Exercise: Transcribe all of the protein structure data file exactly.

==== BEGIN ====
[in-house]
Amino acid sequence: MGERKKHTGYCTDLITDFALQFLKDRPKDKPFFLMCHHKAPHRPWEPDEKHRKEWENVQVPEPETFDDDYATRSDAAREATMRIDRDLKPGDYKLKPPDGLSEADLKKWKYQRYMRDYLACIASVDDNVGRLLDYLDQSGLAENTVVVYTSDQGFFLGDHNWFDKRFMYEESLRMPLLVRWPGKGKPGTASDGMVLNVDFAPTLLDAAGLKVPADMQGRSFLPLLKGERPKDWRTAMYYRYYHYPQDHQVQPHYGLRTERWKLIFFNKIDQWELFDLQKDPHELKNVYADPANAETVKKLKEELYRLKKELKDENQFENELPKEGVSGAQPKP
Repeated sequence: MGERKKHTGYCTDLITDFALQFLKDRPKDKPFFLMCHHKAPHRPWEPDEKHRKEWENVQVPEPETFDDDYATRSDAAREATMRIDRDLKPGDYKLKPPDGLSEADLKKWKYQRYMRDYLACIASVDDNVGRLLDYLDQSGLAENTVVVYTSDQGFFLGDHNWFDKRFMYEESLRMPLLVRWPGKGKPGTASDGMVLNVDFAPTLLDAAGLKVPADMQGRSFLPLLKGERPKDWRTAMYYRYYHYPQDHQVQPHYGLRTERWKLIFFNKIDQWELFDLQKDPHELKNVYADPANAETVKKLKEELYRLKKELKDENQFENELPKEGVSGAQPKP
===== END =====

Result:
[in-house]
Amino acid sequence: MGERKKHTGYCTDLITDFALQFLKDRPKDKPFFLMCHHKAPHRPWEPDEKHRKEWENVQVPEPETFDDDYATRSDAAREATMRIDRDLKPGDYKLKPPDGLSEADLKKWKYQRYMRDYLACIASVDDNVGRLLDYLDQSGLAENTVVVYTSDQGFFLGDHNWFDKRFMYEESLRMPLLVRWPGKGKPGTASDGMVLNVDFAPTLLDAAGLKVPADMQGRSFLPLLKGERPKDWRTAMYYRYYHYPQDHQVQPHYGLRTERWKLIFFNKIDQWELFDLQKDPHELKNVYADPANAETVKKLKEELYRLKKELKDENQFENELPKEGVSGAQPKP
Repeated sequence: MGERKKHTGYCTDLITDFALQFLKDRPKDKPFFLMCHHKAPHRPWEPDEKHRKEWENVQVPEPETFDDDYATRSDAAREATMRIDRDLKPGDYKLKPPDGLSEADLKKWKYQRYMRDYLACIASVDDNVGRLLDYLDQSGLAENTVVVYTSDQGFFLGDHNWFDKRFMYEESLRMPLLVRWPGKGKPGTASDGMVLNVDFAPTLLDAAGLKVPADMQGRSFLPLLKGERPKDWRTAMYYRYYHYPQDHQVQPHYGLRTERWKLIFFNKIDQWELFDLQKDPHELKNVYADPANAETVKKLKEELYRLKKELKDENQFENELPKEGVSGAQPKP